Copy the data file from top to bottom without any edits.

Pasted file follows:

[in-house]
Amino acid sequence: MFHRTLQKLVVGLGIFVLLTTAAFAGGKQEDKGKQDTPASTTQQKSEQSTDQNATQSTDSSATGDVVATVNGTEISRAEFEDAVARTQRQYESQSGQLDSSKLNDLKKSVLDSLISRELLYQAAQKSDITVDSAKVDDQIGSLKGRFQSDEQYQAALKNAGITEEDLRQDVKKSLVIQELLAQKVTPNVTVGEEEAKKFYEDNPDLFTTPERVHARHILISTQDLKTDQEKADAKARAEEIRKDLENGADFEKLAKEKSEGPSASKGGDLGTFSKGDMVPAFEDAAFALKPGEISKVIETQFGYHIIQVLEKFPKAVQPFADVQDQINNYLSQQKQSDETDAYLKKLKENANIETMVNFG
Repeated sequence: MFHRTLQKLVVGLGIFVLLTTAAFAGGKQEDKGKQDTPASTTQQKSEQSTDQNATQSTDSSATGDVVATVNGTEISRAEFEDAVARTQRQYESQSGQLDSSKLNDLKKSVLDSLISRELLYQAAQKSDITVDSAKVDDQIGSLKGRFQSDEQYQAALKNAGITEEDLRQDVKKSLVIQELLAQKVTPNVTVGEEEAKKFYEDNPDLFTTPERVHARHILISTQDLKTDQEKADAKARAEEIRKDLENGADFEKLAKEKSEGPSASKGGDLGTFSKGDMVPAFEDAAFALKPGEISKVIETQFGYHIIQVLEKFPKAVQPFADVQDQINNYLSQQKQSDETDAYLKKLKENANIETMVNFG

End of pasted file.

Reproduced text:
[in-house]
Amino acid sequence: MFHRTLQKLVVGLGIFVLLTTAAFAGGKQEDKGKQDTPASTTQQKSEQSTDQNATQSTDSSATGDVVATVNGTEISRAEFEDAVARTQRQYESQSGQLDSSKLNDLKKSVLDSLISRELLYQAAQKSDITVDSAKVDDQIGSLKGRFQSDEQYQAALKNAGITEEDLRQDVKKSLVIQELLAQKVTPNVTVGEEEAKKFYEDNPDLFTTPERVHARHILISTQDLKTDQEKADAKARAEEIRKDLENGADFEKLAKEKSEGPSASKGGDLGTFSKGDMVPAFEDAAFALKPGEISKVIETQFGYHIIQVLEKFPKAVQPFADVQDQINNYLSQQKQSDETDAYLKKLKENANIETMVNFG
Repeated sequence: MFHRTLQKLVVGLGIFVLLTTAAFAGGKQEDKGKQDTPASTTQQKSEQSTDQNATQSTDSSATGDVVATVNGTEISRAEFEDAVARTQRQYESQSGQLDSSKLNDLKKSVLDSLISRELLYQAAQKSDITVDSAKVDDQIGSLKGRFQSDEQYQAALKNAGITEEDLRQDVKKSLVIQELLAQKVTPNVTVGEEEAKKFYEDNPDLFTTPERVHARHILISTQDLKTDQEKADAKARAEEIRKDLENGADFEKLAKEKSEGPSASKGGDLGTFSKGDMVPAFEDAAFALKPGEISKVIETQFGYHIIQVLEKFPKAVQPFADVQDQINNYLSQQKQSDETDAYLKKLKENANIETMVNFG